Today Calgary Economic Development and Calgary Chamber held a Business Recovery Task Force Commemoration sharing stories from local businesses impacted by 2013 flooding.
Also released at the event was an Emergency Business Contact Database to help facilitate communication and collaboration between the Calgary Emergency Management Agency (CEMA) and the business community during emergencies such as natural disasters.
“During an emergency, situations can change very quickly and it is vital to keep business up to date,” said Calgary Chamber President and CEO Adam Legge in a release. “The database will allow all Calgary businesses to receive relevant business related information that will help them not only withstand an emergency, but help them get up and running faster when it is over.”
Here’s some quotes from the commemoration:
Adam Legge, president and CEO, Calgary Chamber
“We’d like to thank the entire community and everybody who participated, whether it was baking a cake, or passing around food, or actually putting on some boots and helping dig out a basement, we all came together and that’s what today is meant to embody.”
Naheed Nenshi, Calgary Mayor
“We have been commemorating over the last month or so, of course, one of the greatest challenges we’ve ever faced as a community. And it was a month ago that we had the anniversary of the flood, we both commemorated and celebrated what we did.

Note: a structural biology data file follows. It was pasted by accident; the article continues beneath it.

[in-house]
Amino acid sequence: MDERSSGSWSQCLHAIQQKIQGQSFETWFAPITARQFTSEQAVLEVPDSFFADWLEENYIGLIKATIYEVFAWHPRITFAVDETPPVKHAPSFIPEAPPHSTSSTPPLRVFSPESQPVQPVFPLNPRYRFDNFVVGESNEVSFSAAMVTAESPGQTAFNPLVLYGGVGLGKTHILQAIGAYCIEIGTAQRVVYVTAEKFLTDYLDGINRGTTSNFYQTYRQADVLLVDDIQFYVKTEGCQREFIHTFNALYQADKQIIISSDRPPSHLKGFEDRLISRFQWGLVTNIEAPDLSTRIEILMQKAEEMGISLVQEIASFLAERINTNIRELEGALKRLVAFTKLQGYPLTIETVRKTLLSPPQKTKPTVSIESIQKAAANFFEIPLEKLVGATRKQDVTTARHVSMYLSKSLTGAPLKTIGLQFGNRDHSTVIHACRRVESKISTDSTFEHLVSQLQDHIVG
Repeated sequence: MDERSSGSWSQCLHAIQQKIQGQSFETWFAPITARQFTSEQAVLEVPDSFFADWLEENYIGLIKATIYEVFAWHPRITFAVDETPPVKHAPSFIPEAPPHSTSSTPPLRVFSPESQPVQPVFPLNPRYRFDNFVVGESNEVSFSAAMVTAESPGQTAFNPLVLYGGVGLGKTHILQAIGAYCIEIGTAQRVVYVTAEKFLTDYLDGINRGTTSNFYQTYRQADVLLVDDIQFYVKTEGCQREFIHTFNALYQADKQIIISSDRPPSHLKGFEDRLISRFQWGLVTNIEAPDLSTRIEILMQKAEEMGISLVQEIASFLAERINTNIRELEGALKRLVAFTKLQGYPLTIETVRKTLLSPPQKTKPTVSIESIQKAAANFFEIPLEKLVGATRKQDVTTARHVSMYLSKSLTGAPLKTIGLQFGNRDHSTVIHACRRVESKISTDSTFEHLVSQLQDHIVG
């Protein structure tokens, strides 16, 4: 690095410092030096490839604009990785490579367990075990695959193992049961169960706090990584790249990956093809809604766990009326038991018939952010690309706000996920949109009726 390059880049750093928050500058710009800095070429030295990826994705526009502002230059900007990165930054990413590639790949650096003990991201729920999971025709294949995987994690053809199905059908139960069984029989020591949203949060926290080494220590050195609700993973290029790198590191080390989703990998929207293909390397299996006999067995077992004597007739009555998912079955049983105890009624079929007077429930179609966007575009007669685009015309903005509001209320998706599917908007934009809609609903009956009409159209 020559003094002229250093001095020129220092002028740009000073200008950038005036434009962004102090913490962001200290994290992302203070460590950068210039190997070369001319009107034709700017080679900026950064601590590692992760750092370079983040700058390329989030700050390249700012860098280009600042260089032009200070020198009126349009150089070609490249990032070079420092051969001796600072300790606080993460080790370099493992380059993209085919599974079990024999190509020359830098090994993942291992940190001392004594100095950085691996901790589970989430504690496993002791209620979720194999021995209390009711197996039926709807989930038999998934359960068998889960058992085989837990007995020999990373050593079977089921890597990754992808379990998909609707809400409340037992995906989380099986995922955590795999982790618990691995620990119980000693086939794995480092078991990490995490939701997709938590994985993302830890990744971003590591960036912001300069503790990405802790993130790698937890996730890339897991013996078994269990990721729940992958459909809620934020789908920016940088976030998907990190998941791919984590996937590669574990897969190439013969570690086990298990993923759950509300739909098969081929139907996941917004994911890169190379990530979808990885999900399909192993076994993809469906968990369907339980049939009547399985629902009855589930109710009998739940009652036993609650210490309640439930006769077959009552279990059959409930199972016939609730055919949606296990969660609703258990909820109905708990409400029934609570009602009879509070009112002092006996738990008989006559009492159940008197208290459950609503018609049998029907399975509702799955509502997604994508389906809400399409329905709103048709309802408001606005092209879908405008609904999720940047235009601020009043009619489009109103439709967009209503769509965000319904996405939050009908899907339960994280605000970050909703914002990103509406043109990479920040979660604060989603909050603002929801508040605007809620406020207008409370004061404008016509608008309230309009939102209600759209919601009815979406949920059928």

“… Certainly we’re commemorating something that was pretty awful, something that led to a lot of despair, a lot of agony, a lot of pain for many of our neighbours and many small businesses in the community, but I also use the word celebrate – it sounds so weird – how do you celebrate something that was so awful? But I use that word because there is something to celebrate, we’re celebrating the spirit of the community and how we came together.”
Lindsey Gallow, director communications, marketing and sales, Calgary Zoo
“We began to evacuate as many animals off this island as we could and I’ve got to tell you, there was no game plan for that. That day we made it up as we went along. If there’s a story that resonates across the whole community of people coming together, this is that moment here at the Calgary Zoo where you had people, myself, office workers, helping move animals. So I can recall vividly that night going into the tiger cages and the lion cages lifting the animals up on a tarp to get them in some moveable crates so we could get them off the island.”
Brendan Bankowski, Taste: A neighbourhood kitchen and lounge
“We were running an onsite catering that night and we had a full house in the restaurant, we asked people to pay their bill and leave, that was hard on me. I was somewhat incredulous as we’re a long ways from both rivers. I’ve lived in Calgary 20 years but I still couldn’t quite understand how the water would get to us but we closed up the shop, went home and realized how serious the situation was.
“The flood water never actually reached the restaurant, we were about 100 per cent dry, but the water stopped about half a block short. The water flooded the underground parkade but not us. However, we were closed for eight days as we were in the evacuation zone and we had no power. We lost about $10,000 in food that went rotten in our fridges and eight days of sales. That’s obviously not as bad as other businesses but a pretty serious gut punch for us.”